These are my girls at school! Happy-go-lucky and free to be a teen and pre-teen! They are students, learning, growing, making friends and having fun!
To my friends, colleagues, and followers: have school shootings in America become the new normal, commonplace? There have been 288 school shootings in America since 2009. There have been 433 shooting incidents in America since the Santa Fe, TX shooting on Friday – that just three days ago. In 2018, there have been 22,190 total shooting incidents in America and 16 school shootings in American in 2018. Why?
Twenty-three (23) families have changed: 8 students and 2 teachers are dead; 13 others were injured. One student who was a Pakistani exchange student who came here to study with American students and interact with American families. Her family will never see her again. Why is this the “new norm”?
As I sent my daughters to school today, it was like nothing happened on Friday. It happened and life has gone on. The same students that I see every school day were at the bus stop. The country is not having a moment of silence; it is contained to the state of Texas. If the reports are correct, more students have died in school shootings this year than soldiers in the two (2) wars that America is currently engaged. So I wondered, is this the norm in other countries.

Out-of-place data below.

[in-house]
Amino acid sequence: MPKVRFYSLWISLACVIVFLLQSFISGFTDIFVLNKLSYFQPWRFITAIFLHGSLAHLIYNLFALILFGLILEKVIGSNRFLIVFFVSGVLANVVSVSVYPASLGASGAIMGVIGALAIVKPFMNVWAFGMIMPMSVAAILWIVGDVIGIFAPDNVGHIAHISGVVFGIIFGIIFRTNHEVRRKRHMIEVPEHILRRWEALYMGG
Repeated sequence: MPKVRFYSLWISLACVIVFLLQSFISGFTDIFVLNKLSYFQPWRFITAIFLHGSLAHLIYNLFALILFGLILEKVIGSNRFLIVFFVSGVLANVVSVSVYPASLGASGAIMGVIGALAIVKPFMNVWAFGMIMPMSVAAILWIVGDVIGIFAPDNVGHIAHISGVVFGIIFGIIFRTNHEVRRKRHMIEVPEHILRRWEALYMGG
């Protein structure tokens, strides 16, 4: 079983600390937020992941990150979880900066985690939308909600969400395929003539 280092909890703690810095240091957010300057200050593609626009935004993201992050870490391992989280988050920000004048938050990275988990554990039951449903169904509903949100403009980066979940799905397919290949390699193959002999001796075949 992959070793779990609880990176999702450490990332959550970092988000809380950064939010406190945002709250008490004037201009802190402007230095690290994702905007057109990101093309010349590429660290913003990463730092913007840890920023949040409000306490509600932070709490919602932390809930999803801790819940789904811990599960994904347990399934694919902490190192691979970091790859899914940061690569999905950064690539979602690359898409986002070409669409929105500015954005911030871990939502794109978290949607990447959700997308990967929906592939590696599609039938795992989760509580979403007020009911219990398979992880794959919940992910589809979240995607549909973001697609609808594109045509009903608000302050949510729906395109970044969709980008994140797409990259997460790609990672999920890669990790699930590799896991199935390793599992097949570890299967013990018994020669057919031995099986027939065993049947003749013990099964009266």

Based on what I learned, it is NOT! Again, since 2009, here are the number of school shootings for other countries. Mexico – 8; South Africa – 6, India – 5, Canada and France – 2, China, Germany, Greece and Russia – 1, all other countries listed including the UK are zero (0). Let me put it another way, America is 36 times more likely to have a school shooting than any other country in the world! So this is just the norm in America!
I agree with Arne Duncan, former Secretary of Education 2008-2015, that it is our responsibility as parents to ensure our children’s safety. The question becomes, how do we do that? Is it something that we need to do collectively? Is it even a problem for my community? We need to have the conversation. We need to talk about if and how gun violence affects our children, our families, our communities. We need to discuss options to make a difference, to make our children, our students, our teachers, our communities, our seniors, our colleagues – Americans safe!
Are you willing to have the discussion with me? Or, are we going to continue to live our lives as if this only happens to other people, until it happens to us? What are the steps that we can take as parents? Should we work individually or collectively or both? What role do the politicans that we elect play? What is the political responsibility to affect change in this area? Is there one? Are the parents of the student who committed this heinous act responsible for providing access to these guns and other weapons of mass destruction? Let’s discuss, and then take action.